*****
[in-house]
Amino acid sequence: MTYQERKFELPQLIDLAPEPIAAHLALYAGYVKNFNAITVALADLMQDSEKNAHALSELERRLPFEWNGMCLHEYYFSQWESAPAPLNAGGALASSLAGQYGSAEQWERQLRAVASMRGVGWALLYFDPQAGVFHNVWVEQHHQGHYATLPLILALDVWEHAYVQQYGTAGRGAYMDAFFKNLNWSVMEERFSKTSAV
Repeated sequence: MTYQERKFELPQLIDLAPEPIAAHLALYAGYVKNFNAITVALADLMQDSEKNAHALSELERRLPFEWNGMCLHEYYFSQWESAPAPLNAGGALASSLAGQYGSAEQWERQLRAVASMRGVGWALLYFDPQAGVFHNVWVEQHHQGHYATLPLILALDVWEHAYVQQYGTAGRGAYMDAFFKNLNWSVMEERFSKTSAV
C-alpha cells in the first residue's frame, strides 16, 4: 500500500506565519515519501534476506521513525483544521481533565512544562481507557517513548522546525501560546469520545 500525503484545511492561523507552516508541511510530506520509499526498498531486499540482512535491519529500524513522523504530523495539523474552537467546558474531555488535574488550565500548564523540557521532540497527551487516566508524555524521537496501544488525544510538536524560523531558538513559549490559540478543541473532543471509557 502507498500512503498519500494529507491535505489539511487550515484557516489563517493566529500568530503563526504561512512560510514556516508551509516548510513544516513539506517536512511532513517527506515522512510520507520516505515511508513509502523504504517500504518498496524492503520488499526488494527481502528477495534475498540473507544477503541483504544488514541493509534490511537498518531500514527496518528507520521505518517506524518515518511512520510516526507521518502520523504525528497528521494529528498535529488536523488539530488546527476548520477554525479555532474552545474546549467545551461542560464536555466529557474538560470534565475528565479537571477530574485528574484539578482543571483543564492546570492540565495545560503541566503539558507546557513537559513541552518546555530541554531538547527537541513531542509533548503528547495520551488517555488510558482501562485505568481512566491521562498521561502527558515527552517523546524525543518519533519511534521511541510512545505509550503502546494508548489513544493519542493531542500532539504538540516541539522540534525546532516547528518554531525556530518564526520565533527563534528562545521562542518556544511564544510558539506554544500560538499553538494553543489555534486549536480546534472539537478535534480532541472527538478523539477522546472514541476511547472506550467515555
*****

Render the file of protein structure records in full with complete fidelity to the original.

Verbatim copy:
[in-house]
Amino acid sequence: MTYQERKFELPQLIDLAPEPIAAHLALYAGYVKNFNAITVALADLMQDSEKNAHALSELERRLPFEWNGMCLHEYYFSQWESAPAPLNAGGALASSLAGQYGSAEQWERQLRAVASMRGVGWALLYFDPQAGVFHNVWVEQHHQGHYATLPLILALDVWEHAYVQQYGTAGRGAYMDAFFKNLNWSVMEERFSKTSAV
Repeated sequence: MTYQERKFELPQLIDLAPEPIAAHLALYAGYVKNFNAITVALADLMQDSEKNAHALSELERRLPFEWNGMCLHEYYFSQWESAPAPLNAGGALASSLAGQYGSAEQWERQLRAVASMRGVGWALLYFDPQAGVFHNVWVEQHHQGHYATLPLILALDVWEHAYVQQYGTAGRGAYMDAFFKNLNWSVMEERFSKTSAV
C-alpha cells in the first residue's frame, strides 16, 4: 500500500506565519515519501534476506521513525483544521481533565512544562481507557517513548522546525501560546469520545 500525503484545511492561523507552516508541511510530506520509499526498498531486499540482512535491519529500524513522523504530523495539523474552537467546558474531555488535574488550565500548564523540557521532540497527551487516566508524555524521537496501544488525544510538536524560523531558538513559549490559540478543541473532543471509557 502507498500512503498519500494529507491535505489539511487550515484557516489563517493566529500568530503563526504561512512560510514556516508551509516548510513544516513539506517536512511532513517527506515522512510520507520516505515511508513509502523504504517500504518498496524492503520488499526488494527481502528477495534475498540473507544477503541483504544488514541493509534490511537498518531500514527496518528507520521505518517506524518515518511512520510516526507521518502520523504525528497528521494529528498535529488536523488539530488546527476548520477554525479555532474552545474546549467545551461542560464536555466529557474538560470534565475528565479537571477530574485528574484539578482543571483543564492546570492540565495545560503541566503539558507546557513537559513541552518546555530541554531538547527537541513531542509533548503528547495520551488517555488510558482501562485505568481512566491521562498521561502527558515527552517523546524525543518519533519511534521511541510512545505509550503502546494508548489513544493519542493531542500532539504538540516541539522540534525546532516547528518554531525556530518564526520565533527563534528562545521562542518556544511564544510558539506554544500560538499553538494553543489555534486549536480546534472539537478535534480532541472527538478523539477522546472514541476511547472506550467515555